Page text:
It is at those times when we are particularly vulnerable.  The Lamanites here began fighting as dragons – sundering breastplates and cleaving helmets.  Likewise, when we feel we have a particular vice or weakness on the ropes it is the time to become extremely cautious as that vice will often attack with a newfound strength (or we will face an attack from Satan in a different direction).  Regardless, in my experience when we are close to overcoming a flaw in our life and making legitimate progress we will suffer a significant attack that we must withstand.  I have found that by expecting and preparing for this attack I am better able to resist it when it comes.

Friday, October 17, 2014

Job 31-34

(October 17, 2014)
                Elihu is an interesting character in Job.  Of all the characters, he alone escapes the criticism from the Lord at the end.  Job is criticized for asking in ignorance (not even understanding the question he is asking).  The other three elders are criticized and called to sacrifice for their words.  But Elihu is not – lending substantial weight to the words that he is saying.

                And in that light, we see that his words are profound and important.  He points out that when tragedy strikes, our first question should not be “why me?”, but rather “where is my sin and how can I repent?”.  This is the case even with a man such as Job – one upright in all things.

                The Lord does not idly cause us to suffer.  Even when our suffering is the natural consequence of the actions (or even the sins) of others, the Lord is perfectly just and not a tear from our eyes will be wasted.  Joseph Smith was certainly innocent of wrongdoing when he was imprisoned in Liberty Jail, and his captors were unquestionably evil.  And yet the Lord promised Joseph that all of these things would work out for his good.

                Elder Holland spoke of how that happened.  He spoke of Liberty Jail as a temple-prison, and the changes that were brought about in Joseph (and the Church) as a result of his imprisonment.  Understanding that this change constituted repentance (as does all change for the better), we can take courage in our suffering to know that our pain is an invitation from the Lord to repent.

                We can, as Elihu counsels, call upon the Lord to teach us that which we see not – those defects in our individual characters that need repentance to be healed – and we are then invited, as was Job, where we have done iniquity to do it no more.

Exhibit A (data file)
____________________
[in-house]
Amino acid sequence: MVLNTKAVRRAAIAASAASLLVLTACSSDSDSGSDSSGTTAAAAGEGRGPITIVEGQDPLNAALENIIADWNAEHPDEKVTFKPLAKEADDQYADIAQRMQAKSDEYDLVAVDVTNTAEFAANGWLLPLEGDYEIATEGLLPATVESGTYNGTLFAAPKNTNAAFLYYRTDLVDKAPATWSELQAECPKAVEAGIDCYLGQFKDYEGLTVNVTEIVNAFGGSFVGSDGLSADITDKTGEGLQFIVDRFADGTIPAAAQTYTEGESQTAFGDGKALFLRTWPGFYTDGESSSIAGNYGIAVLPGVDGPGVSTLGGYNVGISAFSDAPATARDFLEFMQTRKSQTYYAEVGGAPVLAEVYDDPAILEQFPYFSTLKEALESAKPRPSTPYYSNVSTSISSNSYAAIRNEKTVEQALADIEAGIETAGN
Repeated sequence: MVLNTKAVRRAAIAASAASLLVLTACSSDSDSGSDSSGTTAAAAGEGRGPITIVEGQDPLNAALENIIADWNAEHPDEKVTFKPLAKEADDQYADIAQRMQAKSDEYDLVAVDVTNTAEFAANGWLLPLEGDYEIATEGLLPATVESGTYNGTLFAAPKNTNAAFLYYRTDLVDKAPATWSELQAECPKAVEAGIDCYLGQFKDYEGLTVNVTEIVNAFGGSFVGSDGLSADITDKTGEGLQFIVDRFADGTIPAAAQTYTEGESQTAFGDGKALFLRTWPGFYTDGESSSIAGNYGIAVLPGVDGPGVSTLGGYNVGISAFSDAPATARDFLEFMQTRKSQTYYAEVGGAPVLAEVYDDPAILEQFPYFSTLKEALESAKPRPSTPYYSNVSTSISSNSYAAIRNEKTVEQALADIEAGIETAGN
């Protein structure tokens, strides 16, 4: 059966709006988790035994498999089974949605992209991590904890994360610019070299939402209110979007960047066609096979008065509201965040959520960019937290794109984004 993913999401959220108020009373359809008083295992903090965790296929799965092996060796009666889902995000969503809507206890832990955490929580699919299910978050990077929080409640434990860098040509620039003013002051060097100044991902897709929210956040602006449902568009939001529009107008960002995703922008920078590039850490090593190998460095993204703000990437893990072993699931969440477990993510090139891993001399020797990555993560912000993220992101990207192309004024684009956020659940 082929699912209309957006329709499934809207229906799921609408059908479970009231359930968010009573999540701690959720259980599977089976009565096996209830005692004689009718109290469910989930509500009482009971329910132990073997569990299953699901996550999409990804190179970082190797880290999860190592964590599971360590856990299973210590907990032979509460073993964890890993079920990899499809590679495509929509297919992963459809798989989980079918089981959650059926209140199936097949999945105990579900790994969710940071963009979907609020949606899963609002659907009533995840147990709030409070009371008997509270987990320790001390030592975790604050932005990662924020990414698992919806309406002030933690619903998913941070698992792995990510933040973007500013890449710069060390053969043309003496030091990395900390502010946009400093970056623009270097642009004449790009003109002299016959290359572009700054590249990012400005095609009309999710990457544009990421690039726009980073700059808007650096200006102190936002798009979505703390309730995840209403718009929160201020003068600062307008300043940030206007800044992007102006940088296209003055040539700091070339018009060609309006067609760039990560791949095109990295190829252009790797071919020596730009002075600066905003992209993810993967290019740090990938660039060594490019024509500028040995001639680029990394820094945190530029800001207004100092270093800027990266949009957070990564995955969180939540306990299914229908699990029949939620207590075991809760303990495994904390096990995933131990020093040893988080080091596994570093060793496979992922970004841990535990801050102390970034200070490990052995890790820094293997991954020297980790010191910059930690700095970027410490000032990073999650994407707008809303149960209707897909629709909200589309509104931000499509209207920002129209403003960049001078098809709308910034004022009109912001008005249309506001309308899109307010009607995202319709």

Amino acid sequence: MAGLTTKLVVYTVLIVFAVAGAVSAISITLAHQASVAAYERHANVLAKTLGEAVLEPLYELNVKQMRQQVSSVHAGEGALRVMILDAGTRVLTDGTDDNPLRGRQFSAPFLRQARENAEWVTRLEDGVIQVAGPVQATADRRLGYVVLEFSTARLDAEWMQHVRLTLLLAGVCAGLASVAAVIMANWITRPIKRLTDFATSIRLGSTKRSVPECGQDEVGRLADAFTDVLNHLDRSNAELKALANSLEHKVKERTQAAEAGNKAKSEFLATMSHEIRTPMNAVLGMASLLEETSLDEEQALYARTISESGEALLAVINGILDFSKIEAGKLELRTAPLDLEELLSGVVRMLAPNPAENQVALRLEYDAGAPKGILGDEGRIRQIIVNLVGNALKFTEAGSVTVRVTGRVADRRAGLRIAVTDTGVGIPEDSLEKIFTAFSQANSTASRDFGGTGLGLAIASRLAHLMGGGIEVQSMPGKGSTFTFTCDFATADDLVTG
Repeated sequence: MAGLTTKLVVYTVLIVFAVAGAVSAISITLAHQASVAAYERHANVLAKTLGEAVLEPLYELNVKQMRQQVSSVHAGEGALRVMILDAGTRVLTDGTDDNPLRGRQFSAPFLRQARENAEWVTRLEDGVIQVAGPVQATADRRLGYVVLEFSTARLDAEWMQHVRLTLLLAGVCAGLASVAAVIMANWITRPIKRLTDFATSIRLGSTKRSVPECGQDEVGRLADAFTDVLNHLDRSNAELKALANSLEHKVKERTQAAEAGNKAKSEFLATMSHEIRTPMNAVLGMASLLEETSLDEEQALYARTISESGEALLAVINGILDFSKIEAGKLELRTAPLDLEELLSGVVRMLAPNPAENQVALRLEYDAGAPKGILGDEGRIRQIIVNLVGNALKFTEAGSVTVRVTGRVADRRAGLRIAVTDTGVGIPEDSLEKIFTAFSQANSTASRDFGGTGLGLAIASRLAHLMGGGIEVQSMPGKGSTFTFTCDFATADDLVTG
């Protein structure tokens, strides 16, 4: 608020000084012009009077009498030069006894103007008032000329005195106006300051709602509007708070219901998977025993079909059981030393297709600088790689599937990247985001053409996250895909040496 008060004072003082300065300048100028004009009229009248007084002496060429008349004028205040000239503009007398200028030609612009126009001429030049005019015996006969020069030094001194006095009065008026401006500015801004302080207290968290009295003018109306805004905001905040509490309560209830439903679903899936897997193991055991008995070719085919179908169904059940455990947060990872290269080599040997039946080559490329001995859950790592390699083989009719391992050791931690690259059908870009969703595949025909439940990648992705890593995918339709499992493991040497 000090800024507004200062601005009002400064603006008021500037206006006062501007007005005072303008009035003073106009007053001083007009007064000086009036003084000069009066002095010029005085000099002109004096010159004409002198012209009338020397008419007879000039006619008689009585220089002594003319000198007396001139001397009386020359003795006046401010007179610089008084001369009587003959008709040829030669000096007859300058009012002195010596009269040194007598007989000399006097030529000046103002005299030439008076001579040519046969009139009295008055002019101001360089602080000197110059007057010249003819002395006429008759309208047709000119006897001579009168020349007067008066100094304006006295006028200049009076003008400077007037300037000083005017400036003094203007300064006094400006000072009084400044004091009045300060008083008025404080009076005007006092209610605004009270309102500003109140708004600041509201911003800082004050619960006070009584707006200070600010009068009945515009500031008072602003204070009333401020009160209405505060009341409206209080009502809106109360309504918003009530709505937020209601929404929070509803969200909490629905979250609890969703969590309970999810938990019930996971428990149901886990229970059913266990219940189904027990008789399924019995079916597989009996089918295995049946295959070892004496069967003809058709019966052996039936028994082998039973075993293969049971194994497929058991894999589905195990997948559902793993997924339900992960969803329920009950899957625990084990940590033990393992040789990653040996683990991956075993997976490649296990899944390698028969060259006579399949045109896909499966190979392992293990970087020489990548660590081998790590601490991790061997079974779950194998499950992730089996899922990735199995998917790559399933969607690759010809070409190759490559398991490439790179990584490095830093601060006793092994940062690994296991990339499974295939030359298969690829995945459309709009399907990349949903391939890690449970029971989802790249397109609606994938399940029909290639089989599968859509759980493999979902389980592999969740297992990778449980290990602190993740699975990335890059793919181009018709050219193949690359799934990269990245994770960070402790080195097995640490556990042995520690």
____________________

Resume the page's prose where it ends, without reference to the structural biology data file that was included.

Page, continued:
Alma 42

(October 17, 2014)
                This has long been one of my favorite scriptures in the entire scriptures, not so much because of the individual language, but rather what it signifies.  Corianton fell away about as far as a man could fall away from the faith.  He had the consequences of his father and grandfather in drawing people to reject the Gospel (and the people were thereafter destroyed for their wickedness).  He had personal sins of great significance (perhaps something he shared with his grandfather, although the record is silent in that respect).

                And yet, after all of this, Alma closes by telling Corianton that he is still called to the work.  Sometimes when I look back at my life and the missed opportunities that I have had to do something worthwhile for the Lord (missed because I wouldn’t answer the call or I was simply unworthy to do what I should have been doing), I get the feeling that my moment has passed and I will never accomplish what the Lord sent me to Earth to accomplish.  My life, I feel at times, has become a failure.

                But this is the cunning of the Adversary to try to convince me of this.  I may never be a Prophet or Apostle, but let’s face it – it was highly unlikely that I would ever hold that position anyway.  But I can bear my testimony online and in Church meetings.  I can make comments in lessons.  I can make chili for the Ward party.  I can pick up less-active members for Church.  I can teach the Gospel to my children.  The Lord can have use for me.

                The only thing that might be lost forever as a result of my sins is the pride and praise of the world that I sought in my service, and frankly good riddance to that.

Thursday, October 16, 2014

Job 28-30

(October 16, 2014)

                Job rightly understands the importance of wisdom and knowledge.  The only true knowledge and wisdom is what drives us to fear the Lord and depart from evil.  Some people seek knowledge and wisdom for other reasons – to gratify their pride, or their lusts, or increase their power.  Others seek knowledge to bless and benefit their fellow men and come closer to the Lord and avoid evil in their lives.  At times, the knowledge that they are both pursuing is the exact same knowledge (think of a lawyer studying the law to oppress those around him and another lawyer studying the same law to free those around him from oppression).  While the knowledge might be universally true, the wisdom component of that knowledge is not – the knowledge only benefits us if we use it to fear the Lord and depart from evil.

Alma 41

(October 16, 2014)
                I suppose it is common to think about what the hereafter will be like, and I have my own opinions, of course.  Considering the lack of entropy that I expect in the hereafter, and the expectation that I have of infinite space (otherwise, there could be no infinite progression as eventually there would be no place for anyone), I somewhat envision the hereafter as giving each and every person what they want.  And then they will receive the blessings or suffer the consequences of their choices according to natural law.